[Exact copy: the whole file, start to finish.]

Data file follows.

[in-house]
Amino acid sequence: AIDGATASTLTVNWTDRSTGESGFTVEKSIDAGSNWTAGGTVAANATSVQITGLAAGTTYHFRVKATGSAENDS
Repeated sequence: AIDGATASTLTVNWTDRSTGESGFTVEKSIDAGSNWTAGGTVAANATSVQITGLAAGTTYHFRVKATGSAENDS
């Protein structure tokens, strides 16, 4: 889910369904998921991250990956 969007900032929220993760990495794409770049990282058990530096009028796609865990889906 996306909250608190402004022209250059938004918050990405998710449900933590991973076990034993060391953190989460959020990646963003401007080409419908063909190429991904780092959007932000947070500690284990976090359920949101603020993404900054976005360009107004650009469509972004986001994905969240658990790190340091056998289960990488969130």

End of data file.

[in-house]
Amino acid sequence: AIDGATASTLTVNWTDRSTGESGFTVEKSIDAGSNWTAGGTVAANATSVQITGLAAGTTYHFRVKATGSAENDS
Repeated sequence: AIDGATASTLTVNWTDRSTGESGFTVEKSIDAGSNWTAGGTVAANATSVQITGLAAGTTYHFRVKATGSAENDS
């Protein structure tokens, strides 16, 4: 889910369904998921991250990956 969007900032929220993760990495794409770049990282058990530096009028796609865990889906 996306909250608190402004022209250059938004918050990405998710449900933590991973076990034993060391953190989460959020990646963003401007080409419908063909190429991904780092959007932000947070500690284990976090359920949101603020993404900054976005360009107004650009469509972004986001994905969240658990790190340091056998289960990488969130």